Tuesday, November 13, 2012

Political Tuesdays: Panem et Circenses

Arguably there were several points during Rome's long and ugly fall at which a twist of history might have averted chaos and barbarism.  If Gaius Gracchus had not established the bread donative as a sacred right, of course -- that is the easiest "what if."  Rome at that time (2nd century B.C.) was a strong and independent republic of fierce and loyal warriors, demanding self-discipline and virtue from her citizens.  Her leaders refused on principle to call themselves "king" -- but that was before they discovered that they could call themselves something else and have all the power of a king, and then some.  With the establishment of statist welfare provision as a sacred right, the plebeians became a permanent dependent class and their support automatically went to their feeders.

If only the party of Marius and the party of Sulla had avoided violent retribution against their political enemies, but instead practiced some of that historical self-discipline (it was a recent memory then) in steering Rome toward a course that didn't involve demagoguery.  If only Julius Caesar had been less imperialistic, or, if not that, once he had conquerered Gaul, if he had retired quietly to Rome without his army like Cincinnatus, content to act in an advisory role in the Senate.  After his assassination, if Augustus had been less insistent on his own godlike prerogatives and turned his considerable administrative skills to supervising a reasonable transfer of power to the Senate.  Certainly, it would have been nice if Augustus had chosen a wiser successor than Tiberius; better yet, if he had set up a system for ensuring a peaceful succession that did not depend on one man's ego.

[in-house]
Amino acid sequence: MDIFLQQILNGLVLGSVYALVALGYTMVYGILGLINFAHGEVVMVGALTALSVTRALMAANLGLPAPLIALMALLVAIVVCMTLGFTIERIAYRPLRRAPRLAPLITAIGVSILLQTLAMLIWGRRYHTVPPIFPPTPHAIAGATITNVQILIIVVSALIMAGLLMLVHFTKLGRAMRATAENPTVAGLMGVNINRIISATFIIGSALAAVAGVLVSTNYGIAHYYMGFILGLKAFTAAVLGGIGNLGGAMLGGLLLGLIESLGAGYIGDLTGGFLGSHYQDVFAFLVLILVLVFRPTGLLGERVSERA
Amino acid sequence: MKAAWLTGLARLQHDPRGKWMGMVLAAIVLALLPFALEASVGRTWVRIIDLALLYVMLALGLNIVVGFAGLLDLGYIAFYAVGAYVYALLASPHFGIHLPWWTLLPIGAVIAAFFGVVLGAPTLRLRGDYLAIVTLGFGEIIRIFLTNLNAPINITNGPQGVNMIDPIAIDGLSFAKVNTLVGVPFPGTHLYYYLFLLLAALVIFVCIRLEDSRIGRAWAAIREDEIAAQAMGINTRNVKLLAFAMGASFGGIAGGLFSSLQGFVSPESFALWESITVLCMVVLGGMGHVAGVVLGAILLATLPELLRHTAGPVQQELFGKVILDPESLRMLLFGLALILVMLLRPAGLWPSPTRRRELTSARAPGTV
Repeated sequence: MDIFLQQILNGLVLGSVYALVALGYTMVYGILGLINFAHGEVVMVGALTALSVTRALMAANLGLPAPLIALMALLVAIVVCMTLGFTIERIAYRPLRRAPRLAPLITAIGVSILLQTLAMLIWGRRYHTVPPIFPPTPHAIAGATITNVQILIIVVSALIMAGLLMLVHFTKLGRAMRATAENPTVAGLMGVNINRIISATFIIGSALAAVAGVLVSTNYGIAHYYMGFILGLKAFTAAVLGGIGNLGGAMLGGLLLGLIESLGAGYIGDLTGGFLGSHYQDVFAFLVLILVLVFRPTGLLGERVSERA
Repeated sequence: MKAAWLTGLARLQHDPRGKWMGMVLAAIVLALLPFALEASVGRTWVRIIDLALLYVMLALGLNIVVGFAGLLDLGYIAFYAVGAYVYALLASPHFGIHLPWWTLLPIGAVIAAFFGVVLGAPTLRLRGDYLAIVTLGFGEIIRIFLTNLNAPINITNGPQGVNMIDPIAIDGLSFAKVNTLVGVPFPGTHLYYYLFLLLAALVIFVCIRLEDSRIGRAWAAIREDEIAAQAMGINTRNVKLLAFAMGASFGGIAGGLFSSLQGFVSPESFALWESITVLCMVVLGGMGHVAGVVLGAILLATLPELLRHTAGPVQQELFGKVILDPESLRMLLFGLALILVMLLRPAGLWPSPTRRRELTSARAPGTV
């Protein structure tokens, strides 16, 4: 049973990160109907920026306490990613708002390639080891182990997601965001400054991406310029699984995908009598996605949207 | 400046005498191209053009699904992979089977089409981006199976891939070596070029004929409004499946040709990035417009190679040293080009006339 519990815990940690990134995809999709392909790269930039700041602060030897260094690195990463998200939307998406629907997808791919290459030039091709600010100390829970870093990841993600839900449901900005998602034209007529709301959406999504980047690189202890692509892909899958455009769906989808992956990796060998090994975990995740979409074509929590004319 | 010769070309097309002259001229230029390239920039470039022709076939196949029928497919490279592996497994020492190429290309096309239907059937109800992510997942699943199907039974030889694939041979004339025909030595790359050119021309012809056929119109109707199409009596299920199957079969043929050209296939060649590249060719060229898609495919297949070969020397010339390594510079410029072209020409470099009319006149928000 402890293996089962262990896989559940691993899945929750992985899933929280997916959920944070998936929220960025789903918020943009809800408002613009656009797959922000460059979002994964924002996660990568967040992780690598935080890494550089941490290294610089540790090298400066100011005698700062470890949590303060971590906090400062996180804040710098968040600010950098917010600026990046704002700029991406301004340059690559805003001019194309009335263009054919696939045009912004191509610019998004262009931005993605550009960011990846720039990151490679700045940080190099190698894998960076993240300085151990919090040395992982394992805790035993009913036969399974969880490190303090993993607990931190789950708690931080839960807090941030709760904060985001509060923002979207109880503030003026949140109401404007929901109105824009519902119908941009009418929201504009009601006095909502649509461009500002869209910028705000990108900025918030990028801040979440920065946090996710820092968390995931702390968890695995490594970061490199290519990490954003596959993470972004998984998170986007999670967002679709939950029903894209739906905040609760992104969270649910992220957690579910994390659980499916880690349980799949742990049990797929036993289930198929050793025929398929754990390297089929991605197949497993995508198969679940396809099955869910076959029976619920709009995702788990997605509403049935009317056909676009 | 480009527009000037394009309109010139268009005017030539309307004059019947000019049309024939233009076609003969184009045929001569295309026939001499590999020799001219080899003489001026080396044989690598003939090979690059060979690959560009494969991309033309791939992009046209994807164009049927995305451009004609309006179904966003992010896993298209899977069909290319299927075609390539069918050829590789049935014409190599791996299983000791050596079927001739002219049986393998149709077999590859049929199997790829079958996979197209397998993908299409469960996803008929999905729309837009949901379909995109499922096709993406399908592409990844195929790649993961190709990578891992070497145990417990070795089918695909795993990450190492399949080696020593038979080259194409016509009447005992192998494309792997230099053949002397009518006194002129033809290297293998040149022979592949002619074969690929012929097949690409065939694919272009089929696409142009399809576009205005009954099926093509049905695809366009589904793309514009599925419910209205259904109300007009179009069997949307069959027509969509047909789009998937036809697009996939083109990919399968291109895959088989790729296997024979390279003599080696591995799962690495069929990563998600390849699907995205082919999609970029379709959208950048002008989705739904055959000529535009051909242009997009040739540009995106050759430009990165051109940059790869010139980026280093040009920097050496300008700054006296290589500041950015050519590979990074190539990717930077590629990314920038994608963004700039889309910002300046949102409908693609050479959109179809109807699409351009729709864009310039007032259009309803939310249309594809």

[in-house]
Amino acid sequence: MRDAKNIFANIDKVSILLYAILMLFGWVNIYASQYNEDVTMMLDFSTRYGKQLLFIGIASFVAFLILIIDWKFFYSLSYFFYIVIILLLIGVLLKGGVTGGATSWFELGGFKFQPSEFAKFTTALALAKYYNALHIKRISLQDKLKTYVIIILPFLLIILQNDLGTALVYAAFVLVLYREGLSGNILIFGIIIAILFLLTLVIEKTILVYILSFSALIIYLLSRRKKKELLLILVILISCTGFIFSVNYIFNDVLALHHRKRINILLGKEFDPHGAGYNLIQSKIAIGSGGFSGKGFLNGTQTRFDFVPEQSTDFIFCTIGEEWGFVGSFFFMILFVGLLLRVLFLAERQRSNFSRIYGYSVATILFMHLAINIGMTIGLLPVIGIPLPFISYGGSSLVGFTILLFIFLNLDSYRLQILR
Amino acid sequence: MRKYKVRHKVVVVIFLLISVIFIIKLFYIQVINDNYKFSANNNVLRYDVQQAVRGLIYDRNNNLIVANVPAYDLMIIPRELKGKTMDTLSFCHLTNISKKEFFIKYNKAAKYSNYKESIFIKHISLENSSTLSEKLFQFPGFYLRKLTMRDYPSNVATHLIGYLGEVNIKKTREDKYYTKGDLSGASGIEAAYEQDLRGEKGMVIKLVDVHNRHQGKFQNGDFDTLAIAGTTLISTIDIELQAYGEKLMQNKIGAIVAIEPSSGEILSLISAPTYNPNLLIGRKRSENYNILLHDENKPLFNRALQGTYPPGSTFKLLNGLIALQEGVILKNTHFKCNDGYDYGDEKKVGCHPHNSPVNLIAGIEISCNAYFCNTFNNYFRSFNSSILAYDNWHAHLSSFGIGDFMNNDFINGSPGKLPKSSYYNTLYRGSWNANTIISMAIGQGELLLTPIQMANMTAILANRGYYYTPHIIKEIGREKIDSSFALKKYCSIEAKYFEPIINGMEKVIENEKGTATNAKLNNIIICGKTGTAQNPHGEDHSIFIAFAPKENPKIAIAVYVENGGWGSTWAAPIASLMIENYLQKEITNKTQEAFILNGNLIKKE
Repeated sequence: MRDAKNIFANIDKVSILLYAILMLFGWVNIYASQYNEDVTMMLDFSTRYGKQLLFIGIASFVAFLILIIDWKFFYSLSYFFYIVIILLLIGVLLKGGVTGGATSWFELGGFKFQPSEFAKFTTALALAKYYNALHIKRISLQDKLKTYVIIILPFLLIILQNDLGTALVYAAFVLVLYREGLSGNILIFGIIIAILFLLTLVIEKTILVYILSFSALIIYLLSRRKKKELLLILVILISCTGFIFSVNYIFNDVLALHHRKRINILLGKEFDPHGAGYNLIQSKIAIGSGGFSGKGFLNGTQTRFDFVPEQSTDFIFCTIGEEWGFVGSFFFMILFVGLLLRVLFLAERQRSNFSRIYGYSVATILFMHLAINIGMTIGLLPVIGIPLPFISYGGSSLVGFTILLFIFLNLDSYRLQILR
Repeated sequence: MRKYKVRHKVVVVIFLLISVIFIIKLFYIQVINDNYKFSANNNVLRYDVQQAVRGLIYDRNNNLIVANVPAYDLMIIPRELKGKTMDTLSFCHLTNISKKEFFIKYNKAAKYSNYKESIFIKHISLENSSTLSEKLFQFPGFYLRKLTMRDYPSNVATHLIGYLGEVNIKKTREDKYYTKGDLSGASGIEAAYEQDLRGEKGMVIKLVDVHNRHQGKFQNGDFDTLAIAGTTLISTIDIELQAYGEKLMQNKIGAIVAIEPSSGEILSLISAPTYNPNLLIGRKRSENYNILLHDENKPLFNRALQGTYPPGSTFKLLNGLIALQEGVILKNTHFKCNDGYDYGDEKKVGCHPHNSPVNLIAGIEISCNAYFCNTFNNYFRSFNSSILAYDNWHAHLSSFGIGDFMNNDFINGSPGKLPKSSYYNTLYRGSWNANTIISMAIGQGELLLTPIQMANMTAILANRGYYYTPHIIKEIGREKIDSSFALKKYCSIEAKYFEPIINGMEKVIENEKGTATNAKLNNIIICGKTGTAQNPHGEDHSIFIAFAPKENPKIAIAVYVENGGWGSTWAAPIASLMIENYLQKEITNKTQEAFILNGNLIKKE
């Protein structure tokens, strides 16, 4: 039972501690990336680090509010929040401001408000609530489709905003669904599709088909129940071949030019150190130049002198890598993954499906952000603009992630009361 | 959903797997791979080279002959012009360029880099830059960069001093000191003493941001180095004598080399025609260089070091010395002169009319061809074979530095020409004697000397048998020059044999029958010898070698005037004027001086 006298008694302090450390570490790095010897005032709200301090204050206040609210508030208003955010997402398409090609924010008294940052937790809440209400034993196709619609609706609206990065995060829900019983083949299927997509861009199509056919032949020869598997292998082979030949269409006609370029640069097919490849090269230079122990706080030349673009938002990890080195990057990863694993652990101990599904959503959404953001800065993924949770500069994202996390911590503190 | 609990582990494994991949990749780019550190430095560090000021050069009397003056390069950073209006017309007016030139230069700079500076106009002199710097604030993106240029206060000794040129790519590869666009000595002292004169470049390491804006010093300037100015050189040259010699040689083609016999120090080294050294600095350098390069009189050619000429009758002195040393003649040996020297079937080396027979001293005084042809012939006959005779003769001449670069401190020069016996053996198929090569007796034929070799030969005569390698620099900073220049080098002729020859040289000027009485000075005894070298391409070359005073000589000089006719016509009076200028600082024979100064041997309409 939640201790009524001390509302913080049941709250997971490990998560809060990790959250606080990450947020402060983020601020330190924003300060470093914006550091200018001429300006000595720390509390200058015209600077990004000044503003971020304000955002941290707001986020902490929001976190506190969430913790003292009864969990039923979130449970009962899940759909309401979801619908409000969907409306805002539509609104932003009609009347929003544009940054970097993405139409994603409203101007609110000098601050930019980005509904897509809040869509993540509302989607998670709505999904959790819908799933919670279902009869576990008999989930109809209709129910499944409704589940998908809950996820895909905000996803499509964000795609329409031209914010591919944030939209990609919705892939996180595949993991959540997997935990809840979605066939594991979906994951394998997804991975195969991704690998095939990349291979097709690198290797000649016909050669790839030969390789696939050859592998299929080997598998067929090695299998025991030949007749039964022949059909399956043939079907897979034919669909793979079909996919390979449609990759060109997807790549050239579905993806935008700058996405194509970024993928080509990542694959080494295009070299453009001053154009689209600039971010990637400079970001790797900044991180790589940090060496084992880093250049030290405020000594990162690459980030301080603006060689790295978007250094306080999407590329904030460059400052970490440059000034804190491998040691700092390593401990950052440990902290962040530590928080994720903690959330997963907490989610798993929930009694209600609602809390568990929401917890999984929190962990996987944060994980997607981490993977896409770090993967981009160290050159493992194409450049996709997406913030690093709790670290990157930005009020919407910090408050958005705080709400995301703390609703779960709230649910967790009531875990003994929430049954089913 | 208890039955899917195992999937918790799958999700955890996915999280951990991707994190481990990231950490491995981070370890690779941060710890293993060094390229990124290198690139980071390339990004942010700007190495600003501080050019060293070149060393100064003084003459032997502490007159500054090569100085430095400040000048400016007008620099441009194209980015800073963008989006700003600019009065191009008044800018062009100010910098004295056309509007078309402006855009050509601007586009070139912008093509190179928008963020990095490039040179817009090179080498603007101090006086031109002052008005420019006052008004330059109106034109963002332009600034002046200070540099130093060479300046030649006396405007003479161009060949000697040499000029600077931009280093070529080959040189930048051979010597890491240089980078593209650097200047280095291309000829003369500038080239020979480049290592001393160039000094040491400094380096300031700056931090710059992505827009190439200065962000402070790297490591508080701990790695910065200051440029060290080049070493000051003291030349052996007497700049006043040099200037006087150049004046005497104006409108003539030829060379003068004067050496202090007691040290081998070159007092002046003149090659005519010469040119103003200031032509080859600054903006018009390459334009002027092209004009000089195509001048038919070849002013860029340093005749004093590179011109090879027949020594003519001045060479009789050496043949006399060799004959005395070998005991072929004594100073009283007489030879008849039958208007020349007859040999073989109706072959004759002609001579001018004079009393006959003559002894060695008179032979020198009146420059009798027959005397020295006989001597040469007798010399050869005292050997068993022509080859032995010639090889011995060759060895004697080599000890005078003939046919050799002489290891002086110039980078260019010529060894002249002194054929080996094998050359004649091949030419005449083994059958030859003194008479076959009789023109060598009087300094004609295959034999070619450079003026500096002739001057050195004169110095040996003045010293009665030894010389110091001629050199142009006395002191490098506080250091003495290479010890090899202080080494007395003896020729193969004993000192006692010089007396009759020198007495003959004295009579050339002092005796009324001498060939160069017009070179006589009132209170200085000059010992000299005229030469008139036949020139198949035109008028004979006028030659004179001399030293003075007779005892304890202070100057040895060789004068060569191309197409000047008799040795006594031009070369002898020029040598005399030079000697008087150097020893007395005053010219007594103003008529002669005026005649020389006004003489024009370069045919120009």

Source: accla.org via Katherine on Pinterest

Tiberius.  Tacitus complains about Tiberius that new words had to be invented to describe the depravities he committed.  There was to be no change for the better under his rule; in fact, the Praetorian Guard took on new and excessively unsavory duties, while Tiberius himself disengaged from public affairs and left governance to his underlings, who had their own agendas.

There were brief moments when the Republic might have been restored, or at least, the absolute power of tyrannical emperors might have been curtailed.  There were even a few good emperors; "good" in that they were competent administrators and took necessary steps to ensure peace and stability - Vespasian, Titus, Trajan, Hadrian, Marcus Aurelius.  But the high places were not destroyed, and they continued to accept and even demand the worship of the people as a basic pledge of allegiance.  And of course they continued the official policy of persecution of Christians, that dangerous sect loyal to a city not of this world, who were viewed as dangerous because they were not "Roman" enough.